Thinking back, my most loved knife of my fathers was a small stockman that he used well. I somewhat remember it bouncing back and forth from his pocket to mine throughout my teens. And I really wish I had the fixed blade that he brought home from his time in the Navy, WWII. I remember it lingering around the house being well used and even abused by the family. That thing took some hard punches. But disappeared somewhere along the way. Would love it now more than ever, especially in its state of heavy use and disrepair.

    So I say,
  14. LastRodeo

    LastRodeo Platinum Member Platinum Member

    Nov 2, 2013
    What Glen said sums up my feeling exactly.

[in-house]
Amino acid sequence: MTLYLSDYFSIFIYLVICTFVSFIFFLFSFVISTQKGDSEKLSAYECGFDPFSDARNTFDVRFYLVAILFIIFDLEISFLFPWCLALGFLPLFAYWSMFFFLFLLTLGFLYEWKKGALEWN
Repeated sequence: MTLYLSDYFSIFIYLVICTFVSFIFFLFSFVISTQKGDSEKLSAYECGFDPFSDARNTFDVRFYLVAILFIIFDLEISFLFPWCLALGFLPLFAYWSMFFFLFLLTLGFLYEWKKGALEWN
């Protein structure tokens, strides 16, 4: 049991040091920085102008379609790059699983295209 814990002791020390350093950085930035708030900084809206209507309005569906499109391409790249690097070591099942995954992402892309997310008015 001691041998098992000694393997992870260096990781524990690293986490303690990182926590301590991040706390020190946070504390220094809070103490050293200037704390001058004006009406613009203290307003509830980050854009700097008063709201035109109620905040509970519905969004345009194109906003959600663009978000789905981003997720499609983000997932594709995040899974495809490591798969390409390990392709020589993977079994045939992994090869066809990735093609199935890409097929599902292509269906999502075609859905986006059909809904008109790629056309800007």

15. meako

    meako Gold Member Gold Member

    Sep 4, 2006
    Welcome aboard Doug.
  16. Planterz

    Planterz Gold Member Gold Member

    Mar 26, 2004
    Welcome to the porch, new friend.
  17. willard0341

    willard0341 Gold Member Gold Member

    Dec 18, 2013
    Do you remember the Indian in "Outlaw Josey .Wales"? When referring to his piece of rock candy he said " it's not for eating it's for looking at". Use, collect, force a patina, keep pristine, give away, but most importantly enjoy!
    As far as not using your gec. No one even knows what great eastern cutlery is in my area (nor do they care). If it's not a case or uncle Henry they look at it like it was a screwdriver.
    Sabercat likes this.